We've talked a lot about how tokenization can reduce PCI scope. As discussions in the industry focus on the future of data security and PCI compliance, I want to revisit this topic using some thoughts from Rob McMillon at RSA for the foundation.
In a post about this topic in May, we defined tokenization as a technology that replaces sensitive cardholder data with a randomized token that represents the cardholder data. We also talked about how tokenization eliminates a merchant’s storage of actual cardholder data. From a merchant’s perspective, if the cardholder data is never stored, it’s far less likely to be stolen. In addition, a large portion of a merchant’s computer systems are removed from the scope of a PCI DSS compliance audit since those systems no longer process or store cardholder data.
Rob talks about a couple things that are very interesting. The one I would like to focus on is the fact that using tokens reduces the size of the card data environment. The important part of the definition of tokens is that there is no direct relationship between a credit card number and the associated token.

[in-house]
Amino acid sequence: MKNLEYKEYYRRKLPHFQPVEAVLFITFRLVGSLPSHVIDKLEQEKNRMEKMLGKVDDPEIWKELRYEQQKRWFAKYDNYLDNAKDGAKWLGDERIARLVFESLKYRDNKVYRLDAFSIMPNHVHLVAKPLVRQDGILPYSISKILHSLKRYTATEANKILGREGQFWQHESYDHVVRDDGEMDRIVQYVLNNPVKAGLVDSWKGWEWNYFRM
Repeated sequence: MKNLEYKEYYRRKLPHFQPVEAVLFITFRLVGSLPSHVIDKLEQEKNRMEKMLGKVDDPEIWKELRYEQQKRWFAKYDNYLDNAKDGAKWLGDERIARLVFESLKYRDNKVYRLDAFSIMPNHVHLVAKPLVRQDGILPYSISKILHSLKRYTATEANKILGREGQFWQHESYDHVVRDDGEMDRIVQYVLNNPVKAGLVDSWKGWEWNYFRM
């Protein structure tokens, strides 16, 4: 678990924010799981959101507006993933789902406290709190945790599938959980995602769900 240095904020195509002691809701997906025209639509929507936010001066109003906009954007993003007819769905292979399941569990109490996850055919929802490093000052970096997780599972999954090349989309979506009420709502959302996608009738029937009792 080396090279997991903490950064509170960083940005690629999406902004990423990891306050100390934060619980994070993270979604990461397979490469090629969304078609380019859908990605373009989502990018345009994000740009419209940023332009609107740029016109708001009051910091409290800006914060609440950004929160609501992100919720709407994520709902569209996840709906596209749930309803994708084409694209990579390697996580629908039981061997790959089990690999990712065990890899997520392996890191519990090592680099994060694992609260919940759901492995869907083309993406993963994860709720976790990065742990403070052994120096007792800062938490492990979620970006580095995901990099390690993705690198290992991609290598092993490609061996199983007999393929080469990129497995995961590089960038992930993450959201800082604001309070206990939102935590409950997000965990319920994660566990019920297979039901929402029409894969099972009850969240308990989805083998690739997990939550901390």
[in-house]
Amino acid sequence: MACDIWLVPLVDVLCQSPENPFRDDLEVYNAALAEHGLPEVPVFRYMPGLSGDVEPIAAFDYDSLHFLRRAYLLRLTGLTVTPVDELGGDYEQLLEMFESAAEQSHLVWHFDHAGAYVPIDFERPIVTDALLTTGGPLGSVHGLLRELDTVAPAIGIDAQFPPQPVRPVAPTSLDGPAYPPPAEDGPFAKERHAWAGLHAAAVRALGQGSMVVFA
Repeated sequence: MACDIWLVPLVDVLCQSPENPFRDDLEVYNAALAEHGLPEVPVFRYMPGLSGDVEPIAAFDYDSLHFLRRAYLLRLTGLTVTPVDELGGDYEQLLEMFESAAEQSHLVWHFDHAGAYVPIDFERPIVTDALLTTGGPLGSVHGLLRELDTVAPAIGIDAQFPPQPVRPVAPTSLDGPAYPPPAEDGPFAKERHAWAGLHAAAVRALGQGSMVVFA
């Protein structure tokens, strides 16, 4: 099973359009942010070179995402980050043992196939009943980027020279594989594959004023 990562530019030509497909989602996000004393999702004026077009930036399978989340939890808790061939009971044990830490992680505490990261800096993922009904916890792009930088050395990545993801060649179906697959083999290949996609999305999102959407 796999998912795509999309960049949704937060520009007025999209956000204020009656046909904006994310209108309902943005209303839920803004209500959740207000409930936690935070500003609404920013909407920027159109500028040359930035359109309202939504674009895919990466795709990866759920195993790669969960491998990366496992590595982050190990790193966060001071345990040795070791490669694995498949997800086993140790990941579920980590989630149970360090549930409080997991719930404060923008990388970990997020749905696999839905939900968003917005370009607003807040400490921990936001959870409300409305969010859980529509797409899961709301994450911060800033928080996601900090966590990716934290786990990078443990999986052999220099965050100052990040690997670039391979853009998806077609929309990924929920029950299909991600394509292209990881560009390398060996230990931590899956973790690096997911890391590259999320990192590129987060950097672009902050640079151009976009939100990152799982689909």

According to Verisign, the leading reason why companies fail their PCI assessment is failure to protect cardholder data. Every computer system along with every application that uses or stores sensitive card data is part of the overall CDE and in scope for PCI. Add tokenization into the equation, and you shrink the card data environment, as any system that uses tokens in lieu of credit card data is not a part of the merchant’s card data environment. This is very powerful for merchants as in reducing PCI scope it also decreases the costs associated with PCI. We'll certainly continue to hear more out there on this topic, and I look forward to more and more merchants benefiting from tokenization.